After the Storm: Charleston’s Blueprint for Risk Reduction After Hurricane Hugo

After the Storm: Charleston’s Blueprint

In 1989, Hurricane Hugo hit Charleston, South Carolina. The natural disaster claimed a dozen lives and caused more than $10 billion in recovery costs. At the time, it was the most destructive and expensive hurricane on record.

The city was devastated, but then-Mayor Joseph Riley vowed not just to rebuild, but to rebuild better. His plan included a storm water management plan using underground pipes as well as nature-based solutions to prevent erosion and storm damage along the coast.

With flood-related disasters increasing nationwide, Congress is discussing ways to invest in our nation’s infrastructure and solutions to safeguard communities. Charleston’s story can serve as an example to these lawmakers and to others cities across the United States.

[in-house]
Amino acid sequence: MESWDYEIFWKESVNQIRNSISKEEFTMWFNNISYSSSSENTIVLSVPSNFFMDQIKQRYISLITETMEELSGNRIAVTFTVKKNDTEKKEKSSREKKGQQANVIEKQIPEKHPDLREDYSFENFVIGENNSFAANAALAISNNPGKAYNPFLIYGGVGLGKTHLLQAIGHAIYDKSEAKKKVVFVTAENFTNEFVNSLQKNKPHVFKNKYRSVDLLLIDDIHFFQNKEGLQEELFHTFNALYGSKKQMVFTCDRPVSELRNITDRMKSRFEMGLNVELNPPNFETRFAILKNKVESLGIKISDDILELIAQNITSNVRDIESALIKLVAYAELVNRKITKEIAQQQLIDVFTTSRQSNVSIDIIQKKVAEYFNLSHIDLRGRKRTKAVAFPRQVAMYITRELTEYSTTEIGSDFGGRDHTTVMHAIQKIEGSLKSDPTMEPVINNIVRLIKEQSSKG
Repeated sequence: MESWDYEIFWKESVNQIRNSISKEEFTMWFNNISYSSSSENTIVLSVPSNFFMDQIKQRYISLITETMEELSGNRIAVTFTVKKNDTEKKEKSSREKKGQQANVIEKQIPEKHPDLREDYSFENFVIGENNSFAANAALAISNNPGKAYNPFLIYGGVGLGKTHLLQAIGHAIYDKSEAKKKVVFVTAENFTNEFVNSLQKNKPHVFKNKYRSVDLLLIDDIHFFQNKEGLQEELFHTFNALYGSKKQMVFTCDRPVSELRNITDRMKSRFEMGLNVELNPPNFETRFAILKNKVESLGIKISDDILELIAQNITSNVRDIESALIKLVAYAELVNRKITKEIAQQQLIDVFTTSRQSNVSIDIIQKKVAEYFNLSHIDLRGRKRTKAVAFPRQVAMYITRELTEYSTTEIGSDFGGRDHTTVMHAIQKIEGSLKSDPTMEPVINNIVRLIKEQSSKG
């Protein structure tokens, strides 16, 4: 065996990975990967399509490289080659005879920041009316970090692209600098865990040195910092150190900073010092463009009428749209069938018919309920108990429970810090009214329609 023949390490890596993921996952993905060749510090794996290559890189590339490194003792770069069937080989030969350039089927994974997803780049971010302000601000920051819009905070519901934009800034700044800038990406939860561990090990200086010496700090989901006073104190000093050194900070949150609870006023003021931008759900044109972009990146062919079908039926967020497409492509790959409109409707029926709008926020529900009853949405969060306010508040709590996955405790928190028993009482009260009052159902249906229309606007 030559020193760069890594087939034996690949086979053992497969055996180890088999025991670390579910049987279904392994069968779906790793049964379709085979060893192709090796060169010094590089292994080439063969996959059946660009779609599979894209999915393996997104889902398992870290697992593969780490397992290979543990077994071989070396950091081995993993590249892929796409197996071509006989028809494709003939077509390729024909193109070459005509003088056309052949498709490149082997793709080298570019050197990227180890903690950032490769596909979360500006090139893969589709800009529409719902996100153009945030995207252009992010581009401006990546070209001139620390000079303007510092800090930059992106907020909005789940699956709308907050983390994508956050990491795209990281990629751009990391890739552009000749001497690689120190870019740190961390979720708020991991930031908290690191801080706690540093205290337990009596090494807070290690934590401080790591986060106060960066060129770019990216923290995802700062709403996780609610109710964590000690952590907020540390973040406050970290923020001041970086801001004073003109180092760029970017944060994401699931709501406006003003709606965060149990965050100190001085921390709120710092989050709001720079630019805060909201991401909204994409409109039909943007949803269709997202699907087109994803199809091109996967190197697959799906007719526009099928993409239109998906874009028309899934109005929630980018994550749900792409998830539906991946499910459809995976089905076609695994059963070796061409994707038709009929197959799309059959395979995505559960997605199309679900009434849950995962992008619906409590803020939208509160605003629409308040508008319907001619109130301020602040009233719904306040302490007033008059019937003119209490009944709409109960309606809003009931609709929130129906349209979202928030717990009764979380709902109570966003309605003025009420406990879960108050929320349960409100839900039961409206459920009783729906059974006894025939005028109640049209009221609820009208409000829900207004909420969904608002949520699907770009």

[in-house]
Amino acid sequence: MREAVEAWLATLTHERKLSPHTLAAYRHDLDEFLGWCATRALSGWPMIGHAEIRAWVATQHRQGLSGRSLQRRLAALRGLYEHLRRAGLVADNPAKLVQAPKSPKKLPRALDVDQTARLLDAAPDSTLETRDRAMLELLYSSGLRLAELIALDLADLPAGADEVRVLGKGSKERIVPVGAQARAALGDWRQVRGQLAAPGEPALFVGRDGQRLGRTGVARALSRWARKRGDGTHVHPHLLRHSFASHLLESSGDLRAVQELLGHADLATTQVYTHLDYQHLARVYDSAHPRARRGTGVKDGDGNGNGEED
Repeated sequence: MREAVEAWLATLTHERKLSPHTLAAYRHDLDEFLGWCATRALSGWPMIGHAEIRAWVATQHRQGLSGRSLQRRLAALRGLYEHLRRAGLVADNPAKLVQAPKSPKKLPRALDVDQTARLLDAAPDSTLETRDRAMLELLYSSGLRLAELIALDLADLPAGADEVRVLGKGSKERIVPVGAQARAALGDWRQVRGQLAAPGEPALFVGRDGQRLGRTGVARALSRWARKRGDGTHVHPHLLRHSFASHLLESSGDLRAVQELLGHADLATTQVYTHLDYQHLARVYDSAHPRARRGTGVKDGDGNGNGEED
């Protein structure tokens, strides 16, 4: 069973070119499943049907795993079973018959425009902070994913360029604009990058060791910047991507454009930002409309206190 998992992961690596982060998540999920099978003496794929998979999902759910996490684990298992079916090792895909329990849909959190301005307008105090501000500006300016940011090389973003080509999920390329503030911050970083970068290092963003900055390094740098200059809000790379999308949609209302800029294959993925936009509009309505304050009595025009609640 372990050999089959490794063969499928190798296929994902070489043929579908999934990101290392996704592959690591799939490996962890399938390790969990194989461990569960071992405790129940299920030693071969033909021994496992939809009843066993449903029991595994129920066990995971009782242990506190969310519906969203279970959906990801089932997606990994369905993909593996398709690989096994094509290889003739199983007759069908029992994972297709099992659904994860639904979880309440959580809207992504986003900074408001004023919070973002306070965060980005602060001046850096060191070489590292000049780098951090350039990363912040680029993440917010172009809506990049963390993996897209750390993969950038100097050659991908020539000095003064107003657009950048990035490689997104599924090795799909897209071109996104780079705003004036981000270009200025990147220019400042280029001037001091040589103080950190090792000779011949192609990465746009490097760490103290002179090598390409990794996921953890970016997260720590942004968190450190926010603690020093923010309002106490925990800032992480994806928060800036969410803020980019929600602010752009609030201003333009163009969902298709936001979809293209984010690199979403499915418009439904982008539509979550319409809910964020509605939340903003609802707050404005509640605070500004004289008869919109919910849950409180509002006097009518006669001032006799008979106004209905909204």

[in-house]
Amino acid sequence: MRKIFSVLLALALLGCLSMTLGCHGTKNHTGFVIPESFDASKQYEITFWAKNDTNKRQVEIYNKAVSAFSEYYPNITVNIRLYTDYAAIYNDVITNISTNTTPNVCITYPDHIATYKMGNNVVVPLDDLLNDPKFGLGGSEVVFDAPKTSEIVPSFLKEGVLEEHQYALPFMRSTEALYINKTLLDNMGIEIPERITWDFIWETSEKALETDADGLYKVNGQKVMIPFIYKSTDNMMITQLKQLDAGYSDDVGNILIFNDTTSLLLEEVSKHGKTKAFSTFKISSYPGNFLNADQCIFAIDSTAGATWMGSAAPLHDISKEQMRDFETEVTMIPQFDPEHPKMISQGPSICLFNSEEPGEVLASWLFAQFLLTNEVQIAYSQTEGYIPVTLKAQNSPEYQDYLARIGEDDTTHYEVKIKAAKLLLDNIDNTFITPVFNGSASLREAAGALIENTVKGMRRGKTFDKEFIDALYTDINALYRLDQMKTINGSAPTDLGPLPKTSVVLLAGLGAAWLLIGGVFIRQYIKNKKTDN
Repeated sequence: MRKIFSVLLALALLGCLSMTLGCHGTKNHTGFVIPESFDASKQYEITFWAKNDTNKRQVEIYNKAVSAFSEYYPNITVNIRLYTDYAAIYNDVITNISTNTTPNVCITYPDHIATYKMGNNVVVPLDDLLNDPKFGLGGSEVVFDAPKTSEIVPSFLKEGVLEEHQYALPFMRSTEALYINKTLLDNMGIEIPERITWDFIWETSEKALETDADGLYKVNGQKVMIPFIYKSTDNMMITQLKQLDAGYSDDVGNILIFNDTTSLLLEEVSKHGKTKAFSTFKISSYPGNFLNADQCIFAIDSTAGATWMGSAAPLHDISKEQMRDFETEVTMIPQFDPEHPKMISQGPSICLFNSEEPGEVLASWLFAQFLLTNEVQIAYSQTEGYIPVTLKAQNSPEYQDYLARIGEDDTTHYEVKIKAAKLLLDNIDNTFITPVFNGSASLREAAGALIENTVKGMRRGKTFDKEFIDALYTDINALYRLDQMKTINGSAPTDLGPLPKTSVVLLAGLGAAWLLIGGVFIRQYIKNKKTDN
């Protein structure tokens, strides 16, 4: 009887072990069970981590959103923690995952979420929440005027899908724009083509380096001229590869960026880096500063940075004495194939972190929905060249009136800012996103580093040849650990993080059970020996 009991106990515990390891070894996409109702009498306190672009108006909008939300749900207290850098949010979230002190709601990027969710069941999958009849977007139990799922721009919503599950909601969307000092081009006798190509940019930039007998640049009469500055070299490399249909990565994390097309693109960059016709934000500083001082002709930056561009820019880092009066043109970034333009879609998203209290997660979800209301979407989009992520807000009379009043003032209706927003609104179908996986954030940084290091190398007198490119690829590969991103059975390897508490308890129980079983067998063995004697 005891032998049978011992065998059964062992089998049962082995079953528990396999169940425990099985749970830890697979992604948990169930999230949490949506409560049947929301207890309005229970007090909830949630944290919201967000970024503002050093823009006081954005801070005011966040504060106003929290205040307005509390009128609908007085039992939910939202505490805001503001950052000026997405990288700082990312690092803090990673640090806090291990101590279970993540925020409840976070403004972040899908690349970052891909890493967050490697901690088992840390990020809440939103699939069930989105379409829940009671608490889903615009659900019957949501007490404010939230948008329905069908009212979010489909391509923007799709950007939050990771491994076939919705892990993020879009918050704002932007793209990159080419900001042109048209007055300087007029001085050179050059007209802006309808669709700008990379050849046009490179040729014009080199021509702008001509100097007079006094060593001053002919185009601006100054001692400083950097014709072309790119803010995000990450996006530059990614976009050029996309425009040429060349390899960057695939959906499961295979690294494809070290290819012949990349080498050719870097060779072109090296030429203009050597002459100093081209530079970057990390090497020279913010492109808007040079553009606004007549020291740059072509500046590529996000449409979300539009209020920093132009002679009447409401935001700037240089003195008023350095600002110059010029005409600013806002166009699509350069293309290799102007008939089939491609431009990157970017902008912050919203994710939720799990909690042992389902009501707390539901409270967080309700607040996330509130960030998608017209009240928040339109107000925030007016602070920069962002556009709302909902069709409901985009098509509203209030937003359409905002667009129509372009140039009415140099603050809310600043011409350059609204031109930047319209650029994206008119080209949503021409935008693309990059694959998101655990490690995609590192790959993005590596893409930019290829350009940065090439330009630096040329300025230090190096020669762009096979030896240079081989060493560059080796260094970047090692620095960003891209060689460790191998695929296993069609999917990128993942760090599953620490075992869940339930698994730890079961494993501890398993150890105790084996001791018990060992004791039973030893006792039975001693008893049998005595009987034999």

Learn more at pewtrusts.org/floods.

The front facade of the Supreme Court of the United States in Washington, DC.
ian-hutchinson-U8WfiRpsQ7Y-unsplash.jpg_master

Agenda for America

Resources for federal, state, and local decision-makers

Quick View

Data-driven policymaking is not just a tool for finding new solutions for emerging challenges, it makes government more effective and better able to serve the public interest.

Lightbulbs
Lightbulbs

States of Innovation

Data-driven state policy innovations across America

Quick View

Data-driven policymaking is not just a tool for finding new solutions for difficult challenges. When states serve their traditional role as laboratories of innovation, they increase the American people’s confidence that the government they choose—no matter the size—can be effective, responsive, and in the public interest.